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Is a Crumble Dutch oven worth buying?

They're colourful, cute and well-priced, but how do they stack up against Dutch ovens from other big brands?

Last updated: 07 June 2023


Checked for accuracy by our qualified fact-checkers and verifiers. Find out more about fact-checking at CHOICE.

CHOICE verdict

Crumble cast-iron casserole pots (Dutch ovens) are a good mid- to high-end option for those who pay equal attention to functionality and aesthetics. Although they aren't recommended by our experts, they did perform well in our Dutch oven tests. And, as they come with a lifetime warranty, they should last for many years. 

Price: $350

Dutch ovens are as much a staple cookware item as a kitchen statement piece. Costing anywhere from $30 to more than $800 and available in eye-catching colours, they can have everyday heirloom appeal, particularly European brands, such as Le Creuset and Staub.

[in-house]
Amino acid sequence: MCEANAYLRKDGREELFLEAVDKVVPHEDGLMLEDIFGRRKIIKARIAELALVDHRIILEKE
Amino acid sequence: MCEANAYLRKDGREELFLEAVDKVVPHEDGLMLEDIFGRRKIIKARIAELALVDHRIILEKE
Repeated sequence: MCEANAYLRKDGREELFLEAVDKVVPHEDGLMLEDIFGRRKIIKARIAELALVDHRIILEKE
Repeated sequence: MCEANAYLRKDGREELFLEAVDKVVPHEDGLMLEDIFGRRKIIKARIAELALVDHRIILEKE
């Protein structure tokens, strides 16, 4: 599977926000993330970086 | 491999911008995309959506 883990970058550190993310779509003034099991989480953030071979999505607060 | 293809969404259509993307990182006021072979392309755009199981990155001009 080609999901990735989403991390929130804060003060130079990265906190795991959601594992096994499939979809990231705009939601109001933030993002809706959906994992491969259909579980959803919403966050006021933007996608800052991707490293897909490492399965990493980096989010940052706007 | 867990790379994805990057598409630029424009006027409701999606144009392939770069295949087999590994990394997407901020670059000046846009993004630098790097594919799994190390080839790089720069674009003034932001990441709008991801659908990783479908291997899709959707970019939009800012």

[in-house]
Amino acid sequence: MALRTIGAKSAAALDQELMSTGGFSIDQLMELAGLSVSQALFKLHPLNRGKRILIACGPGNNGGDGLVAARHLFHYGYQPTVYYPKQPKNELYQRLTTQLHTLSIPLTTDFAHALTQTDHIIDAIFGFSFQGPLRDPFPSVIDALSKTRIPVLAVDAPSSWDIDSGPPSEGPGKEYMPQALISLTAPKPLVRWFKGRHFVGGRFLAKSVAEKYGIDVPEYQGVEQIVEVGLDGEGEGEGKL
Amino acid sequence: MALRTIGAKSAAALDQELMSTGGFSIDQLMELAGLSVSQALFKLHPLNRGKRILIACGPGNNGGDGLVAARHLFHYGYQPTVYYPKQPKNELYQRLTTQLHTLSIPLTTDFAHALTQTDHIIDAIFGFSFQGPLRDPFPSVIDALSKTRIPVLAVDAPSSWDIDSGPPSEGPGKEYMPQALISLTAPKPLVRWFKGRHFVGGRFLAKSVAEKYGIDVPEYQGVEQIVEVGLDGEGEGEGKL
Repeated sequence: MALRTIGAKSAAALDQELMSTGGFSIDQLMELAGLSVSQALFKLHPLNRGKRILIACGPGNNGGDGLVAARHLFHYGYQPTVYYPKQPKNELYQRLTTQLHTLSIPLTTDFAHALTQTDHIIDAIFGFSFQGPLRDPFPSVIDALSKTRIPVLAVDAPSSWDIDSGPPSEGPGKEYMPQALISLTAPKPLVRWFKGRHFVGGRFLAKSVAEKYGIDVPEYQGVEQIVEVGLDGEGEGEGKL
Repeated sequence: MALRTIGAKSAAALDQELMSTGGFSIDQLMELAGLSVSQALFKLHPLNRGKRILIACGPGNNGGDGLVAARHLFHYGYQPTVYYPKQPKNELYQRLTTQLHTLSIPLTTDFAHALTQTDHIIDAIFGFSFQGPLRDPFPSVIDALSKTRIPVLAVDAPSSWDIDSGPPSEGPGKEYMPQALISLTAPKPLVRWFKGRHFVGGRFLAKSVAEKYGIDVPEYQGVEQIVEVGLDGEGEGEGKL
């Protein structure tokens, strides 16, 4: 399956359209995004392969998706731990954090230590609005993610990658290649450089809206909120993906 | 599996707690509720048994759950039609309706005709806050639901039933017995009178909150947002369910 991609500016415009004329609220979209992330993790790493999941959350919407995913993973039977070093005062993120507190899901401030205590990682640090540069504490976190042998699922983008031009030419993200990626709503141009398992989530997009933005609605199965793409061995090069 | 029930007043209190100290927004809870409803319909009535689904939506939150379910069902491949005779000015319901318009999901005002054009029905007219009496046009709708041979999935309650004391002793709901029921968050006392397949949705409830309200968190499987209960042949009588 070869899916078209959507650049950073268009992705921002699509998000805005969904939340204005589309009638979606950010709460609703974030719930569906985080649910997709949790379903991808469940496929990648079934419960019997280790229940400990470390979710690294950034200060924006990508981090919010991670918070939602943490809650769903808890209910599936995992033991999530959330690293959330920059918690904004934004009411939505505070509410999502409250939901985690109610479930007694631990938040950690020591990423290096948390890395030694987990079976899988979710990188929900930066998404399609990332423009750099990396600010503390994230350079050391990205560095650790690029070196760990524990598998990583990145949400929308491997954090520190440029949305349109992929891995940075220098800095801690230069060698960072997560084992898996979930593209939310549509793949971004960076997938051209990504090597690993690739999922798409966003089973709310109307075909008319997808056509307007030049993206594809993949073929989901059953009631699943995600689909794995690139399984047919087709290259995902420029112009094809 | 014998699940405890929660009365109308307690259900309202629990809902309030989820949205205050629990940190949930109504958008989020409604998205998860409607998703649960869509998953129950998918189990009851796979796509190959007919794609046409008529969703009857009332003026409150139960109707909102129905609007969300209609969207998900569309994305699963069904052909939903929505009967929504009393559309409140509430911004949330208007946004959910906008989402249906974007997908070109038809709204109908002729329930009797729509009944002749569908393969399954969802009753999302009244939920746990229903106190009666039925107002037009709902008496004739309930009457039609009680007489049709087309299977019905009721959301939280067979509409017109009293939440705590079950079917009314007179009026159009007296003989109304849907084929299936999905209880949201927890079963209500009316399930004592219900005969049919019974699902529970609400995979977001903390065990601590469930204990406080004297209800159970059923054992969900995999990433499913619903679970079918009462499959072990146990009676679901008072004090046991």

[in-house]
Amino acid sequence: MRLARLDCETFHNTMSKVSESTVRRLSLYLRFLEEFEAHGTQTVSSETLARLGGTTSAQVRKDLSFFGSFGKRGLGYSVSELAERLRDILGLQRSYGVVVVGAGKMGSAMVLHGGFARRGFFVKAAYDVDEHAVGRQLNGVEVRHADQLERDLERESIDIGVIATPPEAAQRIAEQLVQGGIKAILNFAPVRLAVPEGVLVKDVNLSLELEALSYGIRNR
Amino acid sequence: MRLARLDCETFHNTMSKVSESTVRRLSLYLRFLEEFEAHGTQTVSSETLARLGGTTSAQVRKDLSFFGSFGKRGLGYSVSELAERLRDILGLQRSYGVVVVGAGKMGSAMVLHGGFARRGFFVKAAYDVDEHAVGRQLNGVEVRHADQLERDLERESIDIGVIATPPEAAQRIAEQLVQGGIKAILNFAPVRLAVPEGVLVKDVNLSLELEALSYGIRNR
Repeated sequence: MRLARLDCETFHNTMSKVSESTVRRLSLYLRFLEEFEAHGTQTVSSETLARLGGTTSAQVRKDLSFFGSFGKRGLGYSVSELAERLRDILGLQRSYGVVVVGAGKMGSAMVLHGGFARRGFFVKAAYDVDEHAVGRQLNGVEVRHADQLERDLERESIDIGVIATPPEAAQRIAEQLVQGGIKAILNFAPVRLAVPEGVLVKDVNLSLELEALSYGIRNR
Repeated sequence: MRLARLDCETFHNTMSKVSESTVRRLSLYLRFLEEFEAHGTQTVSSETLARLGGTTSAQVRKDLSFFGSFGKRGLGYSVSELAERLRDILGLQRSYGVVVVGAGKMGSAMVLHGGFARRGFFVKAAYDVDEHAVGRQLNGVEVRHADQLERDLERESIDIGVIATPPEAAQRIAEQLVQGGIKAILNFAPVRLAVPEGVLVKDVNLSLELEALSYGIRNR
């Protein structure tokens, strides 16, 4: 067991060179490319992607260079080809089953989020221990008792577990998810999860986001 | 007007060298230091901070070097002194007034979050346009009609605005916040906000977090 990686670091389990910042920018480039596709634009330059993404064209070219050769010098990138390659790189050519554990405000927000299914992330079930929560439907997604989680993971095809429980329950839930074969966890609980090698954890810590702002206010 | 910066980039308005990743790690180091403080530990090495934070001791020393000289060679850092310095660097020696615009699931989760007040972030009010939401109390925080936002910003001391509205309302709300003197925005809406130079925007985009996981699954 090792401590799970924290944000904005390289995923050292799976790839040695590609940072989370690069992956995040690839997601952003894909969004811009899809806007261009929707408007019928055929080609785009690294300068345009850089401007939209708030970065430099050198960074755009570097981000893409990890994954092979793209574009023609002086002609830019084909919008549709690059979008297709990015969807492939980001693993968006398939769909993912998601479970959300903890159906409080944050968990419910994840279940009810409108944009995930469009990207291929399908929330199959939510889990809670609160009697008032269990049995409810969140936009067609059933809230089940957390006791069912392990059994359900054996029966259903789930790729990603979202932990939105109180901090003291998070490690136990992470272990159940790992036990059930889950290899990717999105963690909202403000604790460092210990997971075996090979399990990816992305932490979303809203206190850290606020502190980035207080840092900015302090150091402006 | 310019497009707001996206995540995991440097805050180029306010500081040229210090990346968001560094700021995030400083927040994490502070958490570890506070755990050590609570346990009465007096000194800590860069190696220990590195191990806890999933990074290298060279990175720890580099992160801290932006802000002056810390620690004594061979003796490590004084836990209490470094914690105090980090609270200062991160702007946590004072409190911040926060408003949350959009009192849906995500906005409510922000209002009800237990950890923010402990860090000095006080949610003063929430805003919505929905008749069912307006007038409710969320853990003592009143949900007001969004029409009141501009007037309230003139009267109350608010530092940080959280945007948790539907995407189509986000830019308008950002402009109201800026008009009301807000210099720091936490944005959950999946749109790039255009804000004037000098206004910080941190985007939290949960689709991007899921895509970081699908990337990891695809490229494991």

In 2020, Melbourne-based Crumble came onto the market with their range of cast-iron Dutch ovens. With fashionable colourways and offering a more affordable alternative to premium brands at $350 for their classic model, Crumble pots quickly became popular.

But how do they compare to other cast-iron Dutch ovens? Is it really worth spending upwards of $300 for a pot to look good on your shelf? Or will it become an essential kitchen item to pass down through the generations?

We take a deeper look at the Crumble pot to help you decide if it’s the right Dutch oven for you.

What is a Dutch oven?

First things first, what exactly is a Dutch oven? Sometimes called French ovens or casserole pots, Dutch ovens are made from cast-iron (either enamelled or uncoated) and can withstand high heats, so are great for maintaining even heat distribution for prolonged periods. They have a heavy base and a tight-fitting lid to ensure the heat remains inside, and are typically wide and squat.

 From bolognaise sauce to a roast chicken, stews and bread, you can cook just about anything in a Dutch oven

From bolognaise sauce to a roast chicken, stews and bread, you can cook just about anything in a Dutch oven. It's your go-to pot for low-and-slow cooking, such as braises, and can be used either in your oven or on the stovetop (for browning meats, for example).

How we test Dutch ovens